So is there double prophecy in Zephaniah? Some verses speak of things that have happened in the past. For example, Chapter Two mentions people worshipping Moab and Baal and the destruction of Nineveh.

Some other verses that make me thing Zephaniah is partly prophetic are:

Zephaniah 3:8-9

“Therefore wait for me,” declares the Lord,

“for the day when I rise up to seize the prey. For my decision is to gather nations, to assemble kingdoms, to pour out upon them my indignation, all my burning anger; for in the fire of my jealousy all the earth shall be consumed.

9 “For at that time I will change the speech of the peoples to a pure speech, that all of them may call upon the name of the Lord and serve him with one accord.

At that time I will gather you; at that time I will bring you home. I will give you honor and praise among all the peoples of the earth when I restore your fortunes before your very eyes,” says the Lord . Zephaniah 3:20

These verses reminds me of the cleansing and renewal of the earth referenced in Revelation chapter 19-21.

So going back to the theme of the day of the Lord, Parker refers to it as being about any point in time for the wrath of the Lord or a day of blessings.

The Day of the Lord is mentioned several times in Chapter One: 1:7-9 and 14.

Sifting through the prophetic meaning of Zephaniah and the meaning of the day of the Lord are things we can study, ponder and of course pray about to God, to ask for His wisdom.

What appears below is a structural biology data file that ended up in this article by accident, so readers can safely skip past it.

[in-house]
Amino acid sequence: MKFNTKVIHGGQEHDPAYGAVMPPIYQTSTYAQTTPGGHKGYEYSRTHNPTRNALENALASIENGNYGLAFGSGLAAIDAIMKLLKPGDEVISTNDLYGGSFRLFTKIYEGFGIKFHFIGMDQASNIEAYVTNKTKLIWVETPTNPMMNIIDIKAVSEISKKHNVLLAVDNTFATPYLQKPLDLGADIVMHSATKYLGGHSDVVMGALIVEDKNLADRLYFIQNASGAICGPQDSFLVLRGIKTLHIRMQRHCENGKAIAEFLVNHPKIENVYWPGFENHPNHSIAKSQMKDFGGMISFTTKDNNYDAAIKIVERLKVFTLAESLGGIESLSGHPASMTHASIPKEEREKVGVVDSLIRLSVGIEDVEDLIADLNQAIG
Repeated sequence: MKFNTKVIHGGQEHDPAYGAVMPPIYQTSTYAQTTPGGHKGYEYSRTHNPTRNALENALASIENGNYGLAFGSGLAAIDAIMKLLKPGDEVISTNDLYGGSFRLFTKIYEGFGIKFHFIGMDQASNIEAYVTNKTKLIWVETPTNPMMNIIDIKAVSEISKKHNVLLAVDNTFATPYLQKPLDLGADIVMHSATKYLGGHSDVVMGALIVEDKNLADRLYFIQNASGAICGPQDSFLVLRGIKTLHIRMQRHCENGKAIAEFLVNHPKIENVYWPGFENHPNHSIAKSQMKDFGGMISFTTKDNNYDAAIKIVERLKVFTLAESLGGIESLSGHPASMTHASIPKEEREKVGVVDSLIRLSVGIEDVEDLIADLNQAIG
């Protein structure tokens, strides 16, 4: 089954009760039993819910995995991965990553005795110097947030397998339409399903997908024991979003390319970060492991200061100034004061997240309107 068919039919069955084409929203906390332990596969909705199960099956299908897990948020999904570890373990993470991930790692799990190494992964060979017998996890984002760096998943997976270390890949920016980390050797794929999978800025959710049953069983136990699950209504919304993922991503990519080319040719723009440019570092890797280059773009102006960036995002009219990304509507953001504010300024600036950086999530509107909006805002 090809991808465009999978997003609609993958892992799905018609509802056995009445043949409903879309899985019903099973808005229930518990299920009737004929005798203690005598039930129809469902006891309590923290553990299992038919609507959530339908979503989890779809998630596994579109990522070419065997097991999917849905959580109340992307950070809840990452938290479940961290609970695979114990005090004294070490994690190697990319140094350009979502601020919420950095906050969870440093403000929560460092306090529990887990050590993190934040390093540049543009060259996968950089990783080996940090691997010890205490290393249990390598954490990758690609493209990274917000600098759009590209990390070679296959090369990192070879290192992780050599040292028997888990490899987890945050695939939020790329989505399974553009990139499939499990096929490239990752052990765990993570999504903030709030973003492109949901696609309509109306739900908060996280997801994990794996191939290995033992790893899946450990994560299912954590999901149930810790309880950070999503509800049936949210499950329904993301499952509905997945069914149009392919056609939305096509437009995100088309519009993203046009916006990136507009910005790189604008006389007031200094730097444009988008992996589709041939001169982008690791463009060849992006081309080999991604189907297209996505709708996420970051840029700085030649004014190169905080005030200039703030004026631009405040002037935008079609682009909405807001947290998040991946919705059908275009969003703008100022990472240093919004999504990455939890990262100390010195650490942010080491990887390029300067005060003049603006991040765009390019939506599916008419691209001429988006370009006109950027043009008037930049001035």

Parker has a great section on belief determining behaviour. Giving examples, right from scripture, of behaviour that contradicted what people claimed to believe. It’s a reflective section too, as Parker asks his listeners if their behaviour reveals what they say they believe or what they actually believe. It reminds me of that famous saying: Actions speak louder than words.

Parker also has great sections on the importance of silence and God’s constant presence, pulling wonderful examples from scripture and everyday life experiences.

I really like how he highlights Zephaniah 2:3 towards the end of the chapter:

Seek the Lord, all you humble of the land,

who do his just commands;

seek righteousness; seek humility;

perhaps you may be hidden

on the day of the anger of the Lord.

From there Parker rejoices in the end message of Zephaniah - restoration, the bigger picture, the ultimate result. I really like his comforting words on how the little things, that we consider the big things in this life, can cloud our vision, and test our patience to wait on the Lord.

I am reminded of Psalm 27:14 - Wait for the Lord; be strong, and let your heart take courage; wait for the Lord!

Psalm 25: 21 - May integrity and uprightness preserve me, for I wait for you.

I really like how Parker ties Zephaniah to Jesus Christ and salvation, since Jesus tells us in Luke 24:27, that all scripture points to Him.


Parker Bradley does another wonderful job of discussing the book of another prophet, from all angles - the most important being the character of God and salvation in Jesus Christ. He encourages us to return to the book of Zephaniah. I most certainly will. I’d like to end this review with the verses of promise Parker references from Zephaniah 3:17 and 19.

The Lord your God is in your midst,

a mighty one who will save;

he will rejoice over you with gladness;

he will quiet you by his love;

he will exult over you with loud singing.

19 Behold, at that time I will deal

with all your oppressors.

And I will save the lame

and gather the outcast,

and I will change their shame into praise

and renown in all the earth.

Thank you for reading this review. Until next time - peace be with you.